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The Dune 2 Scene You Didn't Realize Was Improvised

Denis Villeneuve's "Dune: Part Two" is the kind of movie that shows off its craftsmanship. Every sprawling desert shot, every knife fight and worm ride, every gorgeously scored montage declares how much careful planning and intention went into the construction of the film. "Dune: Part Two" is already blowing people away at the box office, and it's easy to see why. It's the kind of meticulous spectacle that cinemas are made for.

Yet even in the most carefully planned movies, there are always moments of surprise and improvisation. It's impossible to foresee everything that could happen during filming, after all, and great actors will always bring new twists that the writers and directors never could have foreseen. In the case of "Dune: Part Two," Austin Butler improvised one particular moment as the villainous Feyd-Rautha Harkonnen. In the scene where Stellan Skarsgård's Baron Vladimir Harkonnen assigns dominion of Arrakis to Feyd, he leans down to kiss his nephew on the lips, seemingly as a kind of blessing. Feyd then pulls his uncle back down for a second kiss, holding his gaze fiercely afterward as if to assert his own power.

Apparently, this moment was an on-set addition from Butler. "He's game for anything," the actor told Access Hollywood in reference to Skarsgård. "He's the best." When asked if he enjoys shocking his co-stars, Butler said that surprises are just part of acting. "It's always about how you're trying to affect somebody else," he said.

The Dune movies avoid the Harkonnens' more problematic traits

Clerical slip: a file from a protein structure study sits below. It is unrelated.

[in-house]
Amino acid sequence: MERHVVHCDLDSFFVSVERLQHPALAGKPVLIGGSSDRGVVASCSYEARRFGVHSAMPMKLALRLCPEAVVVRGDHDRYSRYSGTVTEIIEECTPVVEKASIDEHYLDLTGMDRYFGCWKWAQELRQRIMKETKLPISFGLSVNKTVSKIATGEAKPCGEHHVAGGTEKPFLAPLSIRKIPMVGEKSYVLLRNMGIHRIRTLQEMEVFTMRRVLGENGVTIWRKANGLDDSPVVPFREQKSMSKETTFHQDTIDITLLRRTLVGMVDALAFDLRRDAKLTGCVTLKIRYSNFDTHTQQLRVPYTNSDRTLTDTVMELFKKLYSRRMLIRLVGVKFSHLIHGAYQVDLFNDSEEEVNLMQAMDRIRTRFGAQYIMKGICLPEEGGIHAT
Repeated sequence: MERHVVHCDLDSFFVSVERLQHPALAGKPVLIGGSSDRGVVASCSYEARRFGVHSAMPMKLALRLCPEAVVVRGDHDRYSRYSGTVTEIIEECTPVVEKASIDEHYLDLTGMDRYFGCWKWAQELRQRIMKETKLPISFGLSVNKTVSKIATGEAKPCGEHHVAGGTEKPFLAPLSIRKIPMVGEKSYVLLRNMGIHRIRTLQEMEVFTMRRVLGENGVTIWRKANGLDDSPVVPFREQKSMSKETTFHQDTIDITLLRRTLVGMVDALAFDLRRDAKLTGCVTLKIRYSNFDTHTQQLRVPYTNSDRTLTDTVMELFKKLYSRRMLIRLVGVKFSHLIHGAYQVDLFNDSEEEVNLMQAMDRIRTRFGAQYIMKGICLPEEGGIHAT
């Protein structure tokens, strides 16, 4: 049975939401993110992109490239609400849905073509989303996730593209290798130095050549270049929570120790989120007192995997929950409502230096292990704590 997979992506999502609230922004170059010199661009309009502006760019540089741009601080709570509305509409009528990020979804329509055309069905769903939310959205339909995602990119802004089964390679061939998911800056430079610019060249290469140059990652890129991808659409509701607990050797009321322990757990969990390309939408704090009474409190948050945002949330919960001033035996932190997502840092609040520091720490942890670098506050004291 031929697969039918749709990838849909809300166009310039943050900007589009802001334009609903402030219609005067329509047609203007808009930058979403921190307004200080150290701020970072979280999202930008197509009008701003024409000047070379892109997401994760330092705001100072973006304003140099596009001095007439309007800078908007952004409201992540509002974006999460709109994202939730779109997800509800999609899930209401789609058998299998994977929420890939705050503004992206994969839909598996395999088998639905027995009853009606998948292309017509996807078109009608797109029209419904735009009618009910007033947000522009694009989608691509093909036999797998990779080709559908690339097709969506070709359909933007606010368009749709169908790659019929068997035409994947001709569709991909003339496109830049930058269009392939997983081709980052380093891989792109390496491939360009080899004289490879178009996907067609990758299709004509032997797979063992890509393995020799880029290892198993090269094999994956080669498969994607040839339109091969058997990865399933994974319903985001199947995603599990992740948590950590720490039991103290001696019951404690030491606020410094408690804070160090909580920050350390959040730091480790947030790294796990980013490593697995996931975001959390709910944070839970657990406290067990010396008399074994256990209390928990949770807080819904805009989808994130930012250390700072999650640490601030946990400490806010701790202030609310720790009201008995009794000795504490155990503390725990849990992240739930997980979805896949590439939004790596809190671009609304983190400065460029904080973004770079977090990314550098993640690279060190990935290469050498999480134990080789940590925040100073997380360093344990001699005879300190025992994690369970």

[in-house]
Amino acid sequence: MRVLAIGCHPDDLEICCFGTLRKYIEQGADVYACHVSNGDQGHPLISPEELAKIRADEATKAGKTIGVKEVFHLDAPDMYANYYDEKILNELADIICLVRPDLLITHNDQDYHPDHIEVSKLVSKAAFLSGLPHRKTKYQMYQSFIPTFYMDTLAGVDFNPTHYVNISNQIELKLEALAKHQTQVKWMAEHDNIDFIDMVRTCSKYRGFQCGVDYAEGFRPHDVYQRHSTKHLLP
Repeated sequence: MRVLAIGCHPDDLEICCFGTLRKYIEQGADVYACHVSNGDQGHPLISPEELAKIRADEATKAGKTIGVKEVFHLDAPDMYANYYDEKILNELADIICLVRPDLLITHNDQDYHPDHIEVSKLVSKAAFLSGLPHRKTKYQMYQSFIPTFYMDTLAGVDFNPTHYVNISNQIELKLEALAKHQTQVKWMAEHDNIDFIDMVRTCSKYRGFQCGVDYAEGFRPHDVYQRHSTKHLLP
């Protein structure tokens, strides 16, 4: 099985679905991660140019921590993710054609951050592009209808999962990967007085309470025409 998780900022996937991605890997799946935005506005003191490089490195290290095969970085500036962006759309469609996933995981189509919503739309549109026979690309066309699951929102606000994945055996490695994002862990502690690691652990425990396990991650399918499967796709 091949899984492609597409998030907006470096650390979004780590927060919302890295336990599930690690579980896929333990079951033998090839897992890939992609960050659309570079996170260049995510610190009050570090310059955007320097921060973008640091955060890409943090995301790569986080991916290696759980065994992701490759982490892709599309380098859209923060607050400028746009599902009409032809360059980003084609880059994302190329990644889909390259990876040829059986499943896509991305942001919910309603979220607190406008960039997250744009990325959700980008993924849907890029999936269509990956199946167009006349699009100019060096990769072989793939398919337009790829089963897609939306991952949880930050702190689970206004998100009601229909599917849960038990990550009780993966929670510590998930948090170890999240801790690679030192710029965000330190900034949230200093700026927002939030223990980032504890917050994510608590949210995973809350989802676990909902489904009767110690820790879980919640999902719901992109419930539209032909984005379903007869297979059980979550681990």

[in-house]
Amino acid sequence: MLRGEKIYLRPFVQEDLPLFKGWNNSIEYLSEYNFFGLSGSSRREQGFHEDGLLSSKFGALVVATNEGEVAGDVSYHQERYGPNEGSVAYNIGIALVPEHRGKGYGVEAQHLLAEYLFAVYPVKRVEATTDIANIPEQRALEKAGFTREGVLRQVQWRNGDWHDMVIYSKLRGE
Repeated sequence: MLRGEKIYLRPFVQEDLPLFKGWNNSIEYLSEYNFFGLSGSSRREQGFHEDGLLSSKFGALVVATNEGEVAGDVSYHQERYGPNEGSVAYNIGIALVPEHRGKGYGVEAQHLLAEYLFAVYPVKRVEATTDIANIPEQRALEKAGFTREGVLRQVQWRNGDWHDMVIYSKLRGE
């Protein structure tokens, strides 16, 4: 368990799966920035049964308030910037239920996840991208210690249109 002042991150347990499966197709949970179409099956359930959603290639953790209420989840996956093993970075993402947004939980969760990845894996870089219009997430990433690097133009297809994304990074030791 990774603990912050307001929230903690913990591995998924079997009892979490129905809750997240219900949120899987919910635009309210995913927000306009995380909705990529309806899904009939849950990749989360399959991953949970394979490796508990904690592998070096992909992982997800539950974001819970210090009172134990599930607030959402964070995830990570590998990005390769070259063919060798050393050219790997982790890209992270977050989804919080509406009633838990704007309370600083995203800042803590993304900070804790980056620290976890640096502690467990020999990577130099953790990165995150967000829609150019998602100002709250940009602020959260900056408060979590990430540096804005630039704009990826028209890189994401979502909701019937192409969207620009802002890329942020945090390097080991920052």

In Frank Herbert's "Dune," Baron Harkonnen is portrayed as a sexual deviant in no uncertain terms. It's one part of the novel that fails to hold up under modern-day scrutiny. The baron is the only character heavily implied to be gay, and his sexuality is blended with incestuous and pedophilic desires, gluttony, and violence. The confluence of homosexuality with perversion and evil is obviously deeply problematic, and it makes sense that Denis Villeneuve and his team would want to steer clear of this particular aspect of the Harkonnens.

There are some things that "Dune: Part Two" just gets wrong from the book, but for the most part, the film's changes are understandable and fitting. If you've read the novel, the kiss between Feyd-Rautha and the baron may evoke these more complicated portrayals of the Harkonnens, but the scene has a totally different intonation in the movie. It's not a sexualized moment but an exchange of power. The baron knows that Feyd will likely take his place in the near future, but he maintains the public air of being the one really in charge of the family. By taking control of that public moment with a second kiss, Feyd asserts before the whole crowd that he's really the one running the show now.